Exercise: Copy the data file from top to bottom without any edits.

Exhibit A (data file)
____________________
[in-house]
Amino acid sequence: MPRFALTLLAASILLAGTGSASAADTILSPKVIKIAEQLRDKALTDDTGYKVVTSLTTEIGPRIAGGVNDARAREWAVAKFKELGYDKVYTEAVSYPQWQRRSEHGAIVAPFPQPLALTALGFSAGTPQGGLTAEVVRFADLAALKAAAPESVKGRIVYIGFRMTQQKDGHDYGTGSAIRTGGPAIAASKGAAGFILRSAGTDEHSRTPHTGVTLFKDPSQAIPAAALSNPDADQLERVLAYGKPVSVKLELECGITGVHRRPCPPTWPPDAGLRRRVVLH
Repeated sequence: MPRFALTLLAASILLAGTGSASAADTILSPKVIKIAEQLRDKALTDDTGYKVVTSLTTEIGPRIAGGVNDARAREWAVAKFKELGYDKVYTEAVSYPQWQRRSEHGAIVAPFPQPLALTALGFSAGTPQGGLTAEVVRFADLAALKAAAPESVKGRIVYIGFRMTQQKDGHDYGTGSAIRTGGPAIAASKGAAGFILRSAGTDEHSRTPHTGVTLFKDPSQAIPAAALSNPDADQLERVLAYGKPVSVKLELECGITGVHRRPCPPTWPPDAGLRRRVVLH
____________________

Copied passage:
[in-house]
Amino acid sequence: MPRFALTLLAASILLAGTGSASAADTILSPKVIKIAEQLRDKALTDDTGYKVVTSLTTEIGPRIAGGVNDARAREWAVAKFKELGYDKVYTEAVSYPQWQRRSEHGAIVAPFPQPLALTALGFSAGTPQGGLTAEVVRFADLAALKAAAPESVKGRIVYIGFRMTQQKDGHDYGTGSAIRTGGPAIAASKGAAGFILRSAGTDEHSRTPHTGVTLFKDPSQAIPAAALSNPDADQLERVLAYGKPVSVKLELECGITGVHRRPCPPTWPPDAGLRRRVVLH
Repeated sequence: MPRFALTLLAASILLAGTGSASAADTILSPKVIKIAEQLRDKALTDDTGYKVVTSLTTEIGPRIAGGVNDARAREWAVAKFKELGYDKVYTEAVSYPQWQRRSEHGAIVAPFPQPLALTALGFSAGTPQGGLTAEVVRFADLAALKAAAPESVKGRIVYIGFRMTQQKDGHDYGTGSAIRTGGPAIAASKGAAGFILRSAGTDEHSRTPHTGVTLFKDPSQAIPAAALSNPDADQLERVLAYGKPVSVKLELECGITGVHRRPCPPTWPPDAGLRRRVVLH